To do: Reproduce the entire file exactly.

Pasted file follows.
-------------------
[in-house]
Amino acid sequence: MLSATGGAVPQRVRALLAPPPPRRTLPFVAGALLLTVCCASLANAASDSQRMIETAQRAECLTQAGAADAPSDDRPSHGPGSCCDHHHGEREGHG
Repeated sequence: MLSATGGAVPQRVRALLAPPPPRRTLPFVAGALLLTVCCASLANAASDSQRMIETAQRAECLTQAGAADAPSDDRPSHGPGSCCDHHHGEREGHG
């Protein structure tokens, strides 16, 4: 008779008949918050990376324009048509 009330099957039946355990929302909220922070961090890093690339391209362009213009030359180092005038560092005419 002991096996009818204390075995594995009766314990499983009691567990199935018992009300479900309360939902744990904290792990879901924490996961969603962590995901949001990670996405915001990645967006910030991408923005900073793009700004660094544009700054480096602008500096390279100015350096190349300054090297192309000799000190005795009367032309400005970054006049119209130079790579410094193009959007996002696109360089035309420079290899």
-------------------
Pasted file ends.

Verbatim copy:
[in-house]
Amino acid sequence: MLSATGGAVPQRVRALLAPPPPRRTLPFVAGALLLTVCCASLANAASDSQRMIETAQRAECLTQAGAADAPSDDRPSHGPGSCCDHHHGEREGHG
Repeated sequence: MLSATGGAVPQRVRALLAPPPPRRTLPFVAGALLLTVCCASLANAASDSQRMIETAQRAECLTQAGAADAPSDDRPSHGPGSCCDHHHGEREGHG
């Protein structure tokens, strides 16, 4: 008779008949918050990376324009048509 009330099957039946355990929302909220922070961090890093690339391209362009213009030359180092005038560092005419 002991096996009818204390075995594995009766314990499983009691567990199935018992009300479900309360939902744990904290792990879901924490996961969603962590995901949001990670996405915001990645967006910030991408923005900073793009700004660094544009700054480096602008500096390279100015350096190349300054090297192309000799000190005795009367032309400005970054006049119209130079790579410094193009959007996002696109360089035309420079290899």